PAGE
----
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Monday, August 22, 2016

Quitters for a Reason

One of the more difficult and often painful challenges of management is employee turnover. It is an expensive problem in terms of both time and resources. Doing multiple job interviews, paperwork, perhaps paying search firms, etc., all take away from the process of moving forward.

It’s particularly painful when the person leaving is a more valued employee. Certainly no one is irreplaceable and we must assume a value for every individual. But some are more difficult to replace than others. When the fit seemed so good, why does this happen?

Over my career, I’ve left several jobs and had a few leave me. Most often, my next move came because of a new opportunity that presented itself. In a couple of cases where I chose to move on, greater effort by an employer to keep me “engaged” might have made a difference.

When in a management role, I’ve faced the frustration of good team members moving on. Discounting the “this job wasn’t the right fit” departures, pursuing new or better opportunities were usually the reason. Let’s face it…good talent in any position is likely to draw other interested parties. And better opportunities.

All that being said, I blogged last week about the remarkable “engagement” of people involved both at Willow Creek Church and the Willow Creek Association. This readily surfaced during interviews I conducted with team members while covering the recent Global Leadership Summit. These people love their work…and the organization that employs them.

Employee turnover through lack of engagement should cause any serious employer pause to consider solutions. How big is the problem? Studies have shown that around 70% of U.S. workers regret facing a new workday. Worldwide it’s calculated at 87%. These are primarily the people not engaged in what they do.

Repeating this important definition: “Employee engagement is the emotional commitment the employee has to the organization and its goals. This emotional commitment means engaged employees actually care about their work and their company.”

The attention I would focus on today is losing employees who WANT to be engaged and that leave unnecessarily. The ones who really cost a company. And what to do about it.

A recent Linked In blog gives some good input on this. Titled, “Before They Quit, They Quit,” it’s written by Ryan Houmand, cofounder of Querke and the author of A Passion for Monday (

Houmand self assesses his effectiveness at keeping his employees engaged pretty highly. He provided evidence of 20 years in a large corporation with terrific team results. And there was something else: people tended to gravitate to his teams. As he says, “I have a talent to help people reach their potential.”

Now a consultant, Ryan Houmand shares the story of a talented employee who recently left a firm he advises. This person had been struggling at work and, apparently, had been giving signs. The employee started doing only the minimum. There were diminished results. He became…disengaged. Before he quit…he quit. Perhaps, unnecessarily so.

According to Houmand, “studies of employee engagement tell us…that as much as 70% of the variance in employee engagement is attributable to the employees’ direct manager.” His followup to this statistic is most troublesome in observing that most managers don’t know what engagement is and neither do most organizations!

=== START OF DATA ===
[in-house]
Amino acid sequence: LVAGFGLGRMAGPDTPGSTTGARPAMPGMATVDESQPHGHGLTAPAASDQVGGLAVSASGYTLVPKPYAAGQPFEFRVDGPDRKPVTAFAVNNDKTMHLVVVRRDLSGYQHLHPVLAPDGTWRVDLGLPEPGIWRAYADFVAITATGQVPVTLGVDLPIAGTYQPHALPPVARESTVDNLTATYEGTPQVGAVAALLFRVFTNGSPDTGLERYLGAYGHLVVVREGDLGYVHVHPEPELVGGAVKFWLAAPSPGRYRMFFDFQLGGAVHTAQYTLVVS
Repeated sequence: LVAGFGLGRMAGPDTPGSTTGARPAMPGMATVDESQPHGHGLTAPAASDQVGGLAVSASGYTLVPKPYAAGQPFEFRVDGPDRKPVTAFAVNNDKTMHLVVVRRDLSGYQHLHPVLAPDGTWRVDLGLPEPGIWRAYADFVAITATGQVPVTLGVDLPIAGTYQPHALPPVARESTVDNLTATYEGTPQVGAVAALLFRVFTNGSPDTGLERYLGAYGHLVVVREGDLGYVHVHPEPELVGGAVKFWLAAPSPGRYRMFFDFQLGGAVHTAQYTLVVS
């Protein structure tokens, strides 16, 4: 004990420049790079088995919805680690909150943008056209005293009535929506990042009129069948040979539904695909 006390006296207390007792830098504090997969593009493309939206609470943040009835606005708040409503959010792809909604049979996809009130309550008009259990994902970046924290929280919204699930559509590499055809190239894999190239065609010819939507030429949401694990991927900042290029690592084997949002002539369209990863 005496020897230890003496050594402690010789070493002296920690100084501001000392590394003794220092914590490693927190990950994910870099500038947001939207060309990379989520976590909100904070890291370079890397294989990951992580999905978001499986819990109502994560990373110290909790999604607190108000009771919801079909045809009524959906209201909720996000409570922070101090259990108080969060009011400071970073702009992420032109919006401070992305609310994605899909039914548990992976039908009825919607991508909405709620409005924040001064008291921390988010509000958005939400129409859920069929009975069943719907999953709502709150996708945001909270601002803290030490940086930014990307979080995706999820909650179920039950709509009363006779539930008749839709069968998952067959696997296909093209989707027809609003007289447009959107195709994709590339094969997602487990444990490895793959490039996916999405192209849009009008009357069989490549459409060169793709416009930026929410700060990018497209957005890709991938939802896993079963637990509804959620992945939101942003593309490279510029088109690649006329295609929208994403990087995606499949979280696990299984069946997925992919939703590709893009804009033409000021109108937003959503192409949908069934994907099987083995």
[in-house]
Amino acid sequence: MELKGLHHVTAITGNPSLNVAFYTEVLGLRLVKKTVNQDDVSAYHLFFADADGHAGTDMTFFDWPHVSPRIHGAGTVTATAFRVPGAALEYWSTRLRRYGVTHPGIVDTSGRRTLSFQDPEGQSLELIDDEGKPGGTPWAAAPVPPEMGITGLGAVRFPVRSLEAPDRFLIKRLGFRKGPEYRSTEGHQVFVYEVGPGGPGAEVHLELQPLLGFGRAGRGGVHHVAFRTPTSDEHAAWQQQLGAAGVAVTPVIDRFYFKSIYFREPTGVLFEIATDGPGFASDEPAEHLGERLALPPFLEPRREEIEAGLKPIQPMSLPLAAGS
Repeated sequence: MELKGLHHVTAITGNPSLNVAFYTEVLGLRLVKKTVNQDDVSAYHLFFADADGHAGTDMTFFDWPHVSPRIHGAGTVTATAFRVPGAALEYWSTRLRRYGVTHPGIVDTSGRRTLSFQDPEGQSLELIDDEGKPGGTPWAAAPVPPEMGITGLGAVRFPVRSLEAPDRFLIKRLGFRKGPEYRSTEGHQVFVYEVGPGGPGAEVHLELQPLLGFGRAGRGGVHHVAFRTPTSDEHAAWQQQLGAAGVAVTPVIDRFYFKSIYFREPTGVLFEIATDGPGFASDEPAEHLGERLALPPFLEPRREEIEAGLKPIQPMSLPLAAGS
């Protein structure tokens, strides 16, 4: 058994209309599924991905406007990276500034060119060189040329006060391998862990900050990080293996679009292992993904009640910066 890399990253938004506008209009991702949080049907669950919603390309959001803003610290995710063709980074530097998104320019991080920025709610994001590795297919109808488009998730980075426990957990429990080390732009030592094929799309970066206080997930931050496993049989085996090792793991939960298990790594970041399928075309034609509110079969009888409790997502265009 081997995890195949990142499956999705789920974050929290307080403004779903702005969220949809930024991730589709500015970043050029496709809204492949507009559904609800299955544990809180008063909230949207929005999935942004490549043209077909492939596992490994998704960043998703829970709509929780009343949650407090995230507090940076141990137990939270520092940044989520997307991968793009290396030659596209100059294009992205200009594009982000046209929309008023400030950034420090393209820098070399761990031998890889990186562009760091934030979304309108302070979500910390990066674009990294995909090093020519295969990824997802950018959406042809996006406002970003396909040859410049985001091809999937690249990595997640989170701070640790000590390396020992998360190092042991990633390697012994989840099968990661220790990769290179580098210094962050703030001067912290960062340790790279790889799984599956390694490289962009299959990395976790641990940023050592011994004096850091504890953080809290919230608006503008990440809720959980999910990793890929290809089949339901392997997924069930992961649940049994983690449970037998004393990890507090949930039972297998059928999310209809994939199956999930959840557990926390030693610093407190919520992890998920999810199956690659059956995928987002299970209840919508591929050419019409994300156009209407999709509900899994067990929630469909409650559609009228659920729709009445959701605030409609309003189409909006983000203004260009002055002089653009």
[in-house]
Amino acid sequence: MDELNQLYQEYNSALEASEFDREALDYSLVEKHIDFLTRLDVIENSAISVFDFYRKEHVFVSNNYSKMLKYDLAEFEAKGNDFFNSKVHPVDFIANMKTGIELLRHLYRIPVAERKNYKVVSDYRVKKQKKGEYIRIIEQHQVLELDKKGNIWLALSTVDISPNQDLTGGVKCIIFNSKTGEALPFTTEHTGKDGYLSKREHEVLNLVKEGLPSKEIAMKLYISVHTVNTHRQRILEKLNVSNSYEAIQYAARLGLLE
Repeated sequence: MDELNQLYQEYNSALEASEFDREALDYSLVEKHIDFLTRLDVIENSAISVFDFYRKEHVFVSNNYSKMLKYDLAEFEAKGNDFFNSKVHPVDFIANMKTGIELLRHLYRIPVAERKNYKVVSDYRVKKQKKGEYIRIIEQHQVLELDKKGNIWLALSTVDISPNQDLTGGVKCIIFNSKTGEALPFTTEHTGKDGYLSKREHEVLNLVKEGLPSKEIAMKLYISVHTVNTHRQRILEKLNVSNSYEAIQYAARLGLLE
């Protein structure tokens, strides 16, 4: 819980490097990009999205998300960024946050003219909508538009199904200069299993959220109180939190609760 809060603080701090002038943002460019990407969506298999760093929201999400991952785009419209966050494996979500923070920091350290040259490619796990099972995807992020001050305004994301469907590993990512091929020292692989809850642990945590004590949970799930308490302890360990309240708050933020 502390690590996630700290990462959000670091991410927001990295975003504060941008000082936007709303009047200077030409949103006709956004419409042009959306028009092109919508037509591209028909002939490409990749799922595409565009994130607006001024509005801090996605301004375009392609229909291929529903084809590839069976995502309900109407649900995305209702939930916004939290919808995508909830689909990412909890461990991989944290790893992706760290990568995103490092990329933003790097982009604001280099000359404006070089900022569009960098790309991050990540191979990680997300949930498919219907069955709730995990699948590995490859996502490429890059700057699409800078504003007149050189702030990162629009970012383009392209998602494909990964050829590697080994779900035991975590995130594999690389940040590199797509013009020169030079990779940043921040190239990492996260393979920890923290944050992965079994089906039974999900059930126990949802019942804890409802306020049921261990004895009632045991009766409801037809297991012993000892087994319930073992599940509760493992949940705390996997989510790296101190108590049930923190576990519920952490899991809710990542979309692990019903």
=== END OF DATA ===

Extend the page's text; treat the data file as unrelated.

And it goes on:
For companies and managers who do focus on employee engagement, Ryan claims “productivity, profitability, client satisfaction, safety, and quality are positively impacted.” You’d think that’s enough to grab some white collars and call attention to this!

So what to do? Houmand offers two starting points. The first is for managers to rearrange their time commitments. He’s found most managers spend a majority of their work time on projects versus people. How about reversing that? And moving more toward coaching people and less time on projects.

His second recommendation is to “discover your employees’ talents and put them to use every day.” The use of assessment tools such as the Clifton StrengthsFinder was one idea. There are plenty of those kind of resources available.

While I like Houmand’s strategies to move forward, I would add a few thoughts to his. The reason many managers focus more on projects stems from company demands and comfort zones. A lot of management people are not that interested or effective at coaching. Plus, the demands put on them might require this attention.

A second critical aspect is how a company and management truly view people. Are employees only a means to an end? Or are they valuable souls whose worth and meaning on this earth are prized a lot? High turnover rates may send a strong warning signal that should be evaluated.

Do we “push people forward” just to reach company goals? Or are we helping people reach their potential in a way that is meaningful to them? Employees detect when there is no real sense of “organizational love.” And it’s often costly.

Using more modern language, Eugene Peterson paraphrases Jesus’ words to people about their value this way: “What’s the price of a pet canary? Some loose change, right? And God cares what happens to it even more than you do. He pays even greater attention to you, down to the last detail—even numbering the hairs on your head! So don’t be intimidated by all this bully talk. You’re worth more than a million canaries.” (Matthew 10:29-31, MSG)

People love feeling valued and appreciated. When they truly sense it in their work, they engage.

It’s a beautiful thing.

That’s The Way WE Work. Click on the link to the right to connect via Facebook.

Let’s Talk with Mark Elfstrand can be heard weekdays from 4-6 PM Central. To listen outside the Chicago area, tune to for live streaming or podcasts, or download the AM1160 app. 

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